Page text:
Cleaning Product Right to Know Act Becomes Law in California

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Companies that manufacture and distribute certain finished cleaning products sold in California should be aware of California's Cleaning Product Right to Know Act (the Act), passed in October 2017, which changes the requirements for product labels and corresponding websites.  Such companies have until January 1, 2020 to update online information for each product and until January 1, 2021 to update product labels.

What Does California's Cleaning Product Right to Know Act Require?

The Act applies to certain finished cleaning products, including air care products, automotive products, general cleaning products, and polishes or floor maintenance products used primarily for janitorial, domestic or institutional cleaning purposes.

The following information must be disclosed on cleaning product websites by January 1, 2020:

  • Intentionally added ingredients, listed in descending order of predominance by weight.
  • Nonfunctional constituents present in the product at a concentration of 0.01% or greater.
  • The Chemical Abstracts Service (CAS) number for any intentionally added ingredient or nonfunctional constituent listed shall be listed with each; if the CAS number is not available or an ingredient is confidential business information, the CAS number must be cited as "not available" or "withheld," respectively.
  • The functional purpose served by each intentionally added ingredient.
  • Links for designated lists grouped together in a single location.
  • Links to the product's hazard communication safety data sheet.
  • For fragrance ingredients, additional information must be disclosed.

The following information must be disclosed on  cleaning product labels by January 1, 2021:

  • Intentionally added ingredients (either with a functional or technical effect) contained in the final product that are included on any of the 22 designated lists defined in section (g) of the Act.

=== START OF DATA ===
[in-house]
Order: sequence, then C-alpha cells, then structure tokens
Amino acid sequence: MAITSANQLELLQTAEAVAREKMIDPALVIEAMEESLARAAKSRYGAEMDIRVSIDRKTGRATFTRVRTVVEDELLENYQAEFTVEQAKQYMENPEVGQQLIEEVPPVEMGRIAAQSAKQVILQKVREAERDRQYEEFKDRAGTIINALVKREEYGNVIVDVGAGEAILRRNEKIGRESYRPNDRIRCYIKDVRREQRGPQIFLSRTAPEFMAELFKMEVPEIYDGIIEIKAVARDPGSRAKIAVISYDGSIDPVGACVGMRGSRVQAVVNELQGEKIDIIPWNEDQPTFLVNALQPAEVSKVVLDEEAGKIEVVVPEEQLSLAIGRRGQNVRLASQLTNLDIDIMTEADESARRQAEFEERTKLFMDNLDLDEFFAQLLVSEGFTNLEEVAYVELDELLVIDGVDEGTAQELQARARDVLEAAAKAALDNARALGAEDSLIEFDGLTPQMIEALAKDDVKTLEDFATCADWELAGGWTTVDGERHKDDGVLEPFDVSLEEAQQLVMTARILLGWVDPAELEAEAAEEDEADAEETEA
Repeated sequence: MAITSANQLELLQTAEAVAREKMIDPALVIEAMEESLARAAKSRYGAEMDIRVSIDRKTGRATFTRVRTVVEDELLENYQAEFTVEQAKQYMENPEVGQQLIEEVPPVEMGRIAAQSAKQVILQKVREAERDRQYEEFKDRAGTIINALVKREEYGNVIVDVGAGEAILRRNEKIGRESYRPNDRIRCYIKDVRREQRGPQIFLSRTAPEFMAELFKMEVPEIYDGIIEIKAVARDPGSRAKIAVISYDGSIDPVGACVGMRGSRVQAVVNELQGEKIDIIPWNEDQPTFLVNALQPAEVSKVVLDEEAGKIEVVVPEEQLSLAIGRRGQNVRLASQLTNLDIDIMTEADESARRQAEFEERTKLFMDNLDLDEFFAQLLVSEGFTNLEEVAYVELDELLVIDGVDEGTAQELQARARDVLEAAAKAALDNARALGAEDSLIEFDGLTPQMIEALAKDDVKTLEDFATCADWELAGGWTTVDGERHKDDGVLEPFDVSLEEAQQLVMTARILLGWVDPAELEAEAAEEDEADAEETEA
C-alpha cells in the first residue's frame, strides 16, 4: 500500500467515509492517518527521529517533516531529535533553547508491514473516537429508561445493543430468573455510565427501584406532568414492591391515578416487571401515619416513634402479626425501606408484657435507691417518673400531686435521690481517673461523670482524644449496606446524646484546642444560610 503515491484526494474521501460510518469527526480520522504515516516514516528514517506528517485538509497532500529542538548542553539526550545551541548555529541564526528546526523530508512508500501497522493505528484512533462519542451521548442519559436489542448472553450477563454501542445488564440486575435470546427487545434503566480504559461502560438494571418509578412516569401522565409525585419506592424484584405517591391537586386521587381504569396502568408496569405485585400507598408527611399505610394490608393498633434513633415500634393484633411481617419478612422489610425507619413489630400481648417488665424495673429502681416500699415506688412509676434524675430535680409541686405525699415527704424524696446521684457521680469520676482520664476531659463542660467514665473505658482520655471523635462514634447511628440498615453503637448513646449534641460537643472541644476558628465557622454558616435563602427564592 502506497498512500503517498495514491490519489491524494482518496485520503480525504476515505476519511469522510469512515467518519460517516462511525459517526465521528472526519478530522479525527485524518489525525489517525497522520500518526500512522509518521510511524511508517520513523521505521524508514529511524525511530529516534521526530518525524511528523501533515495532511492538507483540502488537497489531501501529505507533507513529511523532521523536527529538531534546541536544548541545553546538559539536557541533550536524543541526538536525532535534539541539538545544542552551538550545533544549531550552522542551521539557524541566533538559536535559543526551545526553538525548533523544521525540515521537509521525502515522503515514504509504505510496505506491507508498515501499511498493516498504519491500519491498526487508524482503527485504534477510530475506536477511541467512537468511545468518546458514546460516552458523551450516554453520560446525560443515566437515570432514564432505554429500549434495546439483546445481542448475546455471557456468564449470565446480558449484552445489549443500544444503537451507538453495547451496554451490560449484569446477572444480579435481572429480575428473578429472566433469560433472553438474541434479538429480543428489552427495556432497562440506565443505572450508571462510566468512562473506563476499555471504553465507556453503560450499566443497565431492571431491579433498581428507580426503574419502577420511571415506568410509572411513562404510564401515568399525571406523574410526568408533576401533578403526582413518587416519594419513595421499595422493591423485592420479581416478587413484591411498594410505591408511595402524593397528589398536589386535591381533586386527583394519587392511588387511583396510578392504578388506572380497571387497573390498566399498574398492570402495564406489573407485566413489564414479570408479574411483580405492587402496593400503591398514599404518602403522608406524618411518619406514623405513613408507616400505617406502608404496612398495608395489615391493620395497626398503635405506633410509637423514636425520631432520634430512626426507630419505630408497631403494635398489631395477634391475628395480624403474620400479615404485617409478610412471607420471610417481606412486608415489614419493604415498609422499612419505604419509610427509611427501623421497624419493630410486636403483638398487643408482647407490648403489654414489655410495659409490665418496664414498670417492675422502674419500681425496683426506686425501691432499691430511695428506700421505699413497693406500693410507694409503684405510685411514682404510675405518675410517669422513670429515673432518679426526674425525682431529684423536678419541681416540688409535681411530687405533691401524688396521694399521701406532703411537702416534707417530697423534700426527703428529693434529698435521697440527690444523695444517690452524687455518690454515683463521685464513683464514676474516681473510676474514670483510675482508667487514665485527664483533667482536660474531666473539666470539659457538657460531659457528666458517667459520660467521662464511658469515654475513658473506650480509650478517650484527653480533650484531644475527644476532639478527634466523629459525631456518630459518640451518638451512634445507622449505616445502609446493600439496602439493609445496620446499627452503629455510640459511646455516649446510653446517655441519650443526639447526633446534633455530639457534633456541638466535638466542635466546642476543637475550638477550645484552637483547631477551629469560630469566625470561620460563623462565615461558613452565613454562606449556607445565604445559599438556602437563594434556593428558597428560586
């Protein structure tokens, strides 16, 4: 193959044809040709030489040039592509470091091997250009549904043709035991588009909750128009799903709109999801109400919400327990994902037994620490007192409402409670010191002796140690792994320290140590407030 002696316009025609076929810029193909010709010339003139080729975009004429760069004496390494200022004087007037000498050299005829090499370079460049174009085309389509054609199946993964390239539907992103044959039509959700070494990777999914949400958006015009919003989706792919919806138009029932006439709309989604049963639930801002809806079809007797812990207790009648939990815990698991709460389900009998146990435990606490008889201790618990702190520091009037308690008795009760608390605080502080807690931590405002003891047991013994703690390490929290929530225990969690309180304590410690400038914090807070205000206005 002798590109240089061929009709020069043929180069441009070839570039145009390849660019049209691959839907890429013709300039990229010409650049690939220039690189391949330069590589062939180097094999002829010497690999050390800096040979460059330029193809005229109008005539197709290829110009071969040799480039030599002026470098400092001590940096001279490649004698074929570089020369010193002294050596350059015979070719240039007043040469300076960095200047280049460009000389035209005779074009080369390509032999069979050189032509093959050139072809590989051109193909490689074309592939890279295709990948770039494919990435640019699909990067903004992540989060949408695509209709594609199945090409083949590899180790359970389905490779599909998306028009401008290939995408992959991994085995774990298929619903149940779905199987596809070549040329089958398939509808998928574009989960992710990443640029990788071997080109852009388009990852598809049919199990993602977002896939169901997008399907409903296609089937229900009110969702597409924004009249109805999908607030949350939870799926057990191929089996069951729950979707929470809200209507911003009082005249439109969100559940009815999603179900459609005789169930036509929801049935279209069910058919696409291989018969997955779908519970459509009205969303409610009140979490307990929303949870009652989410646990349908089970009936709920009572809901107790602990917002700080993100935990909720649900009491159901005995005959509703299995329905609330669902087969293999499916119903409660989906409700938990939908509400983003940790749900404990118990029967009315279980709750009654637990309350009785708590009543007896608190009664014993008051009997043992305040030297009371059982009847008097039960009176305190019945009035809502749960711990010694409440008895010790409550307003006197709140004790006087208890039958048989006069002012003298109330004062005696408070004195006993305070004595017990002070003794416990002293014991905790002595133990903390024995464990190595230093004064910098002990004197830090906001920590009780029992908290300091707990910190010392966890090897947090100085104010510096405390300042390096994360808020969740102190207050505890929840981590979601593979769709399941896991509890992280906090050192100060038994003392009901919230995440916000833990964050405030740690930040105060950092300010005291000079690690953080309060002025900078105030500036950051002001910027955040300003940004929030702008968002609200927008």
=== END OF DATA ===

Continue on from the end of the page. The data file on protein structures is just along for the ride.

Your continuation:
• Intentionally added ingredients which are not confidential business information.
    • To protect such information, a company may cite a generic chemical name.
  • The company's toll-free telephone number and web site address.
  • If a product label's list of intentionally added ingredients is incomplete, the company must include a statement that reads "For more ingredient information, visit WEBSITE."

What Happens if a Company Does Not Comply?

If a product does not comply with the Act, it cannot be sold in California.  Under the state's Unfair Competition Law, lawsuits could be filed seeking civil penalties of up to $2,500 per violation.

What Should Affected Companies Do Now?

Companies should determine if any of their ingredients in their products appear on a designated list.

If a designated list changes once the Act goes into effect, a company will have 6 months to update its online information and 18 months to update its product labels.

All products manufactured before the compliance deadline but sold after the deadline must prominently display the date of manufacture (day, month and year), or a code indicating the date of manufacture.  As such, Reinhart recommends that companies that sell products in California move the products into compliance well ahead of the deadline to avoid any potential dispute regarding non-compliant products manufactured before but sold after the compliance deadline.

Does the Cleaning Product Right to Know Act Affect Businesses Outside of California?

Although the Act may currently be the most comprehensive set of disclosure requirements in the nation, other states are pursuing similar initiatives.  New York passed a regulation earlier this year in its Household Cleansing Product Information Disclosure Program that requires companies to identify on their websites their products' ingredients (including weight) and impurities.  Similar legislation is pending in Maryland, Minnesota and Oregon.

If you have any questions or would like more information on how the Act or similar regulations could affect your business, please contact your Reinhart attorney or any member of the Reinhart Product Liability or Commercial and Competition Law Group.


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